CareerJournal.com spoke with David Moyer at Moyer, Sherwood Associates Inc., a New York executive-search firm, about mistakes executives make when negotiating pay with prospective employers, and how to avoid them.
Around clarity. About where they are and about where they want to go. Often, they're not clear enough at the outset about what they're currently making. They don't know what they earn and how they earn it. If you get a salary of $80,000 or $90,000 a year plus a bonus, you have a pretty good idea of what you make. But suppose you have a base salary of $250,000 and you're entitled to a bonus of 30% to 40% of salary, plus you have stock options and other benefits. If I stopped you on the street and asked you what you earn, you probably wouldn't remember it all.
But as you get close to an offer, you need to know. There's nothing worse than saying you're making, for example, a $220,000 base, a 45% bonus and $5,000 in other perks a year and then a few days later remembering you also get financial planning...and oh wait, there's free tuition for an M.B.A., ...and oh, I forgot, a company car...and oh yes, there's one more thing, a gym membership.
It doesn't look right. You're not being deceptive, you just forgot one element of a complicated set of financial incentives. But it can still strike the company as deceptive or that you're trying to nickel-and-dime them. You need to get it all out on the table at the outset. So know the numbers and the components that matter. That also means excluding the silly stuff. Free parking is a huge benefit in midtown Manhattan, but everybody gets it in a suburban office park in Albuquerque.
Spend some quiet undistracted time getting to know the numbers. Write it out, and sleep on it before sending it to the search consultant or the company. That way, if you remember something additional the next day, you can add it before it gets in front of the employer.
You also need to resolve 'the hypothetical' in advance. It used to be that candidates considering new jobs would take their spouse out to dinner after about the second interview, and they'd carefully consider what they would do if the offer came through. Then they'd know, and they'd be ready to act. Today, it's not unheard of for someone to go to the third interview, receive and discuss the offer, dot every 'i' and cross every 't' and then reject it. That's damaging to the candidate, embarrassing for the search person, painful for the company and a waste of time for a lot of people.
No one will hold it against you if you drop out after first interview, but if you keep going, you must get serious and decide what you want to do. Are you really ready to enter a controversial industry, relocate to a different city or work for a troubled company? If so, you should accept the offer -- unless there's some big surprise to the package. If not, you withdraw early on and no one gets miffed.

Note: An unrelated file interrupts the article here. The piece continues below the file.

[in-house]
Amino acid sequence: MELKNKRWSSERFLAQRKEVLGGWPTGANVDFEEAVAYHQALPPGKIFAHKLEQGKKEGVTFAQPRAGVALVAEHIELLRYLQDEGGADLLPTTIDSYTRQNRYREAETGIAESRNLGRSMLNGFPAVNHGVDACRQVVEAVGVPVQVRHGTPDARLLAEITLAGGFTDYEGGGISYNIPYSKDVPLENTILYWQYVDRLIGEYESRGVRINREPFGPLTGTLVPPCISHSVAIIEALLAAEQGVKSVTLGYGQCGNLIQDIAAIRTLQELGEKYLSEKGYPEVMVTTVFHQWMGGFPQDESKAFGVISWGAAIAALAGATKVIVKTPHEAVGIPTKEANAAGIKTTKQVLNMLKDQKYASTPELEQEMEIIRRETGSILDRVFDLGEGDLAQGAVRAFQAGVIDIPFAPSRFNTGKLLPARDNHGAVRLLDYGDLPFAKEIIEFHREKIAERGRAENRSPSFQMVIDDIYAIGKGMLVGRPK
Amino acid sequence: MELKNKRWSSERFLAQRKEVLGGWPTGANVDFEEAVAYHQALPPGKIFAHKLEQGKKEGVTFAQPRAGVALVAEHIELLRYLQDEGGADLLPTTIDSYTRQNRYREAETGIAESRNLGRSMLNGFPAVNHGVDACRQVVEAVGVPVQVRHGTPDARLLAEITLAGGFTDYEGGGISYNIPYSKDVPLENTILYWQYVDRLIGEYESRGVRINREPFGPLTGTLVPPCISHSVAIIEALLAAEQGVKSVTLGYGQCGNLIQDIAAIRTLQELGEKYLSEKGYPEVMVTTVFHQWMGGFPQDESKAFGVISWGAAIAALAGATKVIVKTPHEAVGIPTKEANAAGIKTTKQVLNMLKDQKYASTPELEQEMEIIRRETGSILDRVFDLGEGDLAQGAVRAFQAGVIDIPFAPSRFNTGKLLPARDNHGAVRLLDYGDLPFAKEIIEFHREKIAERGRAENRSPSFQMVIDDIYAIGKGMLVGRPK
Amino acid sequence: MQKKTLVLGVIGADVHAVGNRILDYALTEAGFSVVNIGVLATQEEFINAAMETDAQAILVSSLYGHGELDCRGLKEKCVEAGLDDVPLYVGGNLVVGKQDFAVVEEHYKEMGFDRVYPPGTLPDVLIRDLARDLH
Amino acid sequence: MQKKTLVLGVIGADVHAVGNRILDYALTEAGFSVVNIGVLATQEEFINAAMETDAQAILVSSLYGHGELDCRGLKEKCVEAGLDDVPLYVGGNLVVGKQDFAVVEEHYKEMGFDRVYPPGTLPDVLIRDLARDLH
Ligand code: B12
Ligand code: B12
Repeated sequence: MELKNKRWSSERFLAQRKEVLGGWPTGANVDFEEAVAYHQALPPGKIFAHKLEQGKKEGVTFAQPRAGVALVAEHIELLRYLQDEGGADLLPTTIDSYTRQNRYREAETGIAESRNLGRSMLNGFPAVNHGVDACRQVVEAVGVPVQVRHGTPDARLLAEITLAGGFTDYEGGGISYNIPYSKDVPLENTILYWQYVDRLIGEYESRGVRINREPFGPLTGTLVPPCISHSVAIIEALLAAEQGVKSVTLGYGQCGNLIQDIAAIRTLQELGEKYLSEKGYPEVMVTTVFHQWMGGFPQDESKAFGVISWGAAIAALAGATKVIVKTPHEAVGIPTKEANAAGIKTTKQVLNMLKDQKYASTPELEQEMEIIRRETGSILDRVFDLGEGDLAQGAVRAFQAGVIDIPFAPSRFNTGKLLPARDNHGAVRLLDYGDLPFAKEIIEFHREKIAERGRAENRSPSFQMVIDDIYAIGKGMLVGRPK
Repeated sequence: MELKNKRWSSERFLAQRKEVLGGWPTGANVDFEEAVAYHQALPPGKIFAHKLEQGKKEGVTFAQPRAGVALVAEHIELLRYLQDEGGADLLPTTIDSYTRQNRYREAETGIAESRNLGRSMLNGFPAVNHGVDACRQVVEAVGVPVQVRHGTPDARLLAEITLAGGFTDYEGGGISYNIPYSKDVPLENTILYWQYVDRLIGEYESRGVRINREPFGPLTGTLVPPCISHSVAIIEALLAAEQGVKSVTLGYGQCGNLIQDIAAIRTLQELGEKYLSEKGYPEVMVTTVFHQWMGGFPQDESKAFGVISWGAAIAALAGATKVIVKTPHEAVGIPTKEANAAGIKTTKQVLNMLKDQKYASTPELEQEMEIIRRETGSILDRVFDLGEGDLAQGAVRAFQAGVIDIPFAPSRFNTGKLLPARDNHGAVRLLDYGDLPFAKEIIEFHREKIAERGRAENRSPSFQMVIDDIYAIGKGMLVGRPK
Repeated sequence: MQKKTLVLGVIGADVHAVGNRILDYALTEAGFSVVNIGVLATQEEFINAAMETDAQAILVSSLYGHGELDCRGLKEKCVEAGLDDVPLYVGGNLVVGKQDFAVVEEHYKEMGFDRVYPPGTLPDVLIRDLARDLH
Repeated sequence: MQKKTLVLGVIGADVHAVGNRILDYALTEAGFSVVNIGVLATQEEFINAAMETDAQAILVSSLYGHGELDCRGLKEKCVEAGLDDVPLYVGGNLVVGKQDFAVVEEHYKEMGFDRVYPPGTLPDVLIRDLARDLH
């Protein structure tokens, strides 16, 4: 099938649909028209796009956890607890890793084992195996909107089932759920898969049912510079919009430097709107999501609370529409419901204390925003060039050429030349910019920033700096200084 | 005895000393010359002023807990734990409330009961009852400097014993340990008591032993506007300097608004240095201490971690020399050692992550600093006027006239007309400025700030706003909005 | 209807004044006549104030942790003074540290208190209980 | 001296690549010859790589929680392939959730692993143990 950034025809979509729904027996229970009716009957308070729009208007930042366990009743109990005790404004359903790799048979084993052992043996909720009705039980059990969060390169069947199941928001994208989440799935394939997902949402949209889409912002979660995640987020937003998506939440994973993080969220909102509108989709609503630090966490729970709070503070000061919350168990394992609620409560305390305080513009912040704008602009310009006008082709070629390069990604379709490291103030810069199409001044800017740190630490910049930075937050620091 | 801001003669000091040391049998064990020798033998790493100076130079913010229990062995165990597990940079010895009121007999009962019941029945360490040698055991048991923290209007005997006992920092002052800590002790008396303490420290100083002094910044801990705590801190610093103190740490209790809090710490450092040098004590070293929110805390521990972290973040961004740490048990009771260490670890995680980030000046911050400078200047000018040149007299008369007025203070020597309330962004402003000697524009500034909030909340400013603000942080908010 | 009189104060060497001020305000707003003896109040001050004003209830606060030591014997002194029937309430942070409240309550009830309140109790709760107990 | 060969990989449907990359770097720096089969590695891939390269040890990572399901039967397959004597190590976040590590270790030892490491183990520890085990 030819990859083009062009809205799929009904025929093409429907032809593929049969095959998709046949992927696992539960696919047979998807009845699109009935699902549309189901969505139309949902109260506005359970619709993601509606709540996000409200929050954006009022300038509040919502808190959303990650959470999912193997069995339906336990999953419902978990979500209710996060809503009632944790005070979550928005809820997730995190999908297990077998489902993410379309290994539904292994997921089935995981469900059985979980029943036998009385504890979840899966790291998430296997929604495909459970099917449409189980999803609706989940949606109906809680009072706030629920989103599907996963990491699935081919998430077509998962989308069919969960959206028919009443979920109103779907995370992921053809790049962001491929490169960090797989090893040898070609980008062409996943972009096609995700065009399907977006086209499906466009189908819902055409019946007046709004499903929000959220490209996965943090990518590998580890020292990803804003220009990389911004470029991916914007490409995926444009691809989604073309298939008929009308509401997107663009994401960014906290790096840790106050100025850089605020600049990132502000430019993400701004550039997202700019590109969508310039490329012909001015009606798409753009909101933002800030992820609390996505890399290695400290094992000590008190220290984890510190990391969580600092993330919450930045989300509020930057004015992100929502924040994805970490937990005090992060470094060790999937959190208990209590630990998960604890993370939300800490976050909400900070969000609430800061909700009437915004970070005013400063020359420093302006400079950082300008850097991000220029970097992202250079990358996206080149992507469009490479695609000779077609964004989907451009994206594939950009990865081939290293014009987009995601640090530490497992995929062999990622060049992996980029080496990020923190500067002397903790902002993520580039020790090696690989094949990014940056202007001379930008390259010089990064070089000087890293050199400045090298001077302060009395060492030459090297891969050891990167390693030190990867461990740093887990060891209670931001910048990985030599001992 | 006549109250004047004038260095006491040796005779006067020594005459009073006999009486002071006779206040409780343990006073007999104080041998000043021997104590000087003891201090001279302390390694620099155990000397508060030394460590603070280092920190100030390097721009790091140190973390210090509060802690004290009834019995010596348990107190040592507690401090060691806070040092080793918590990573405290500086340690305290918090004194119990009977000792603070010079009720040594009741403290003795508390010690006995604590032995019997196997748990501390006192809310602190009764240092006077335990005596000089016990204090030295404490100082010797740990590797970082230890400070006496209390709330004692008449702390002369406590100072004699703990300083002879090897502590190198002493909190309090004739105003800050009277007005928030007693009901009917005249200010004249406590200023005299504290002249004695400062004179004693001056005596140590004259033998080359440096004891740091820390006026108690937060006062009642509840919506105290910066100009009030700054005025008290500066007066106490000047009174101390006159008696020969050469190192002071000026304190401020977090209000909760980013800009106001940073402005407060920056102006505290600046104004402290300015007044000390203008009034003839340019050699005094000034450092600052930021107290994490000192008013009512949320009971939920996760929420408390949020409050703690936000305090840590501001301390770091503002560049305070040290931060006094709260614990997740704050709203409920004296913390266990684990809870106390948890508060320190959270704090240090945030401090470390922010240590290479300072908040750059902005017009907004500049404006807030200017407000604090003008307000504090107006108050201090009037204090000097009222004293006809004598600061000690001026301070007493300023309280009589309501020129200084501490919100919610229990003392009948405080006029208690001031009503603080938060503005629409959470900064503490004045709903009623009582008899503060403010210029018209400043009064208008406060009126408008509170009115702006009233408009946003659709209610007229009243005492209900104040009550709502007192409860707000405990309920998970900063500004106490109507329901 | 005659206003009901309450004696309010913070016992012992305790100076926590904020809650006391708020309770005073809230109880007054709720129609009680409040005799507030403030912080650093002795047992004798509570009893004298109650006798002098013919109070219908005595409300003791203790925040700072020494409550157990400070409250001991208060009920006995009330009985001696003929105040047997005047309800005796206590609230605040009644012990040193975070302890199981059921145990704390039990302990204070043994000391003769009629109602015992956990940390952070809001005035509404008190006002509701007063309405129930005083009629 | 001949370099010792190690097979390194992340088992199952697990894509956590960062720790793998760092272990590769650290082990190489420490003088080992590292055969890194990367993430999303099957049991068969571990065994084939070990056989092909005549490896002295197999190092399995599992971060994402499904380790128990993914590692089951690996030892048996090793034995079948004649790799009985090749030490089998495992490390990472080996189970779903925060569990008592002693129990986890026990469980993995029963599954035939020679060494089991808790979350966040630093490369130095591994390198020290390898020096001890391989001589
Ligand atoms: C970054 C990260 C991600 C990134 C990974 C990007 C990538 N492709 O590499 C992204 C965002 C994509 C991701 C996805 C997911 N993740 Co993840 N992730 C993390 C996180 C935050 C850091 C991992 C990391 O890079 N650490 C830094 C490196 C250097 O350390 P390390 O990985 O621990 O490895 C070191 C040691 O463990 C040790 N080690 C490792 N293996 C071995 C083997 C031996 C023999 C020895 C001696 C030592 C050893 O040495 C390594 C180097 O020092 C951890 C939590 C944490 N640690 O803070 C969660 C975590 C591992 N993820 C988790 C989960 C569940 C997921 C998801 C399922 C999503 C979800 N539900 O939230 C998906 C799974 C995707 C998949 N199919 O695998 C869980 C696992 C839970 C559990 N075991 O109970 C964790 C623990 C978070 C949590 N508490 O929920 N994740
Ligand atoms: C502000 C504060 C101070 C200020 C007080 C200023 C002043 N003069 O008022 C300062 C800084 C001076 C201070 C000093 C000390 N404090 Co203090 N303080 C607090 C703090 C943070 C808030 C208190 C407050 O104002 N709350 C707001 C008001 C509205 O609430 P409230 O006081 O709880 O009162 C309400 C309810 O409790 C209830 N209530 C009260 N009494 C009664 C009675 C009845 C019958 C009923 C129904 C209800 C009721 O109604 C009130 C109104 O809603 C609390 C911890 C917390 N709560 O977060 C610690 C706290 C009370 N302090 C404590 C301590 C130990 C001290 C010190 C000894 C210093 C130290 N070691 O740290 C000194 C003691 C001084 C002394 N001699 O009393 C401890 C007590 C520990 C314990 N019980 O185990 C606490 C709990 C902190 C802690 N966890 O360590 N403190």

You should come up with three numbers, the bottom line, your target and your 'wow' amount. The target is what you think it would be nice to make, and the wow is your stretch number. Don't necessarily tell the recruiter your bottom line, or the minimum you will take, but you need to know what it is. If you pick up signals that the job will pay only $300,000, and you won't move unless it's $325,000, you'll save a lot of time if you state that clearly. You'll either get it, or you'll avoid wasting a lot of time in fruitless interviews.
But if you're making $250,000 now, you should know if $300,000 is what you'll take. Or maybe you really like the company or you're having difficulties in your current job that make you willing to make a lateral move. You need to know the 'no' number where you will walk away from the deal, because you can't have an intelligent conversation otherwise.
Real salary negotiations -- as opposed to 'Here is our offer' -- don't happen until you get up there in the ranks. Unless you're senior level, you don't get a lot of back and forth with an employer, so you really need to be clear about what you want. We generally say that someone who's relatively secure in a job, being actively recruited, but not changing their cost of living because of a relocation should expect a 15% to 20% increase. So you can work out the numbers. If you make $200,000 now, and $240,000 wouldn't make you leave, you need to say that up front.
It's overreaching or when companies start seeing the candidate as too grasping, which is different from being too greedy. I recall a candidate who kept talking about his financial adviser and ran every little detail past him during the negotiation. It's one thing to say, 'I need to talk to my spouse' -- or 'my accountant.' But he kept going on about it in a way that was inappropriate for this level job. At some point, you have to say, 'I'm being offered a lot of dough, so I'm willing to pay for the draperies myself.' You aren't going to spell everything out.
Be open and forthright early enough in the game to set the stage for what you want. If you're working with a search consultant, go over your compensation numbers with him or her, and they'll do the same with the client. That's a good system for you, because you'll appear to be above the fray and focusing on the company's challenges.
Then find out if the company can pay what you need to move [to the new job], and how they are paying it. If the package is over six figures, most likely you will be comparing apples with oranges, because nothing will match up perfectly. You might get fewer stock options, but a bigger outright grant; you may not get the financial-planning assistance you have now, but maybe you'll receive a company car.
-- Ms. Capell is a senior correspondent for CareerJournal.com. She can be reached at firstname.lastname@example.org
Article from CareerJournal Today – February 2005y